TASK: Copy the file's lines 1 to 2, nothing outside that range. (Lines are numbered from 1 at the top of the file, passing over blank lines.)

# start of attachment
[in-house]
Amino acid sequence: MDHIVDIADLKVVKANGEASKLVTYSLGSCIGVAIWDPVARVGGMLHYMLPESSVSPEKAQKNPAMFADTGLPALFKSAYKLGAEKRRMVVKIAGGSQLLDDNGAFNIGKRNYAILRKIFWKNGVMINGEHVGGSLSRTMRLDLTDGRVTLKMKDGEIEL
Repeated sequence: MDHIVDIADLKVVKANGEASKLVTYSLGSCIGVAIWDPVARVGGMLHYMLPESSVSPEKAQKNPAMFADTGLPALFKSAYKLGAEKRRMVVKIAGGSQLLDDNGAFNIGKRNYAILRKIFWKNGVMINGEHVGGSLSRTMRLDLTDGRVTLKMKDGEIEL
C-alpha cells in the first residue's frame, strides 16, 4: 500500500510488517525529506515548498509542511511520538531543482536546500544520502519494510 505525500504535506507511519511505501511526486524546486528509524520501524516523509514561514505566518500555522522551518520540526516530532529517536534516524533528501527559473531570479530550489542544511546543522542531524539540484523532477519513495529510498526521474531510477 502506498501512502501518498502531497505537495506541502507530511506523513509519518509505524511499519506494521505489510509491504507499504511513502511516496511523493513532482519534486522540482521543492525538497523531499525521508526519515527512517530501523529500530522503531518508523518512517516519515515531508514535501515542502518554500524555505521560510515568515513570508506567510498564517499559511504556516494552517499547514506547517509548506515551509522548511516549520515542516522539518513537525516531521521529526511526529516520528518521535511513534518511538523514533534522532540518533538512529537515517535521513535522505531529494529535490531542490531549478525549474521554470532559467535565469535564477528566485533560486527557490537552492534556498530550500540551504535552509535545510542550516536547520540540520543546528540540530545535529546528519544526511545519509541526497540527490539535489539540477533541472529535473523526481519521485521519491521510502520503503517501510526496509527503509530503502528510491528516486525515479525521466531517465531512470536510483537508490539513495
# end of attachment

[in-house]
Amino acid sequence: MDHIVDIADLKVVKANGEASKLVTYSLGSCIGVAIWDPVARVGGMLHYMLPESSVSPEKAQKNPAMFADTGLPALFKSAYKLGAEKRRMVVKIAGGSQLLDDNGAFNIGKRNYAILRKIFWKNGVMINGEHVGGSLSRTMRLDLTDGRVTLKMKDGEIEL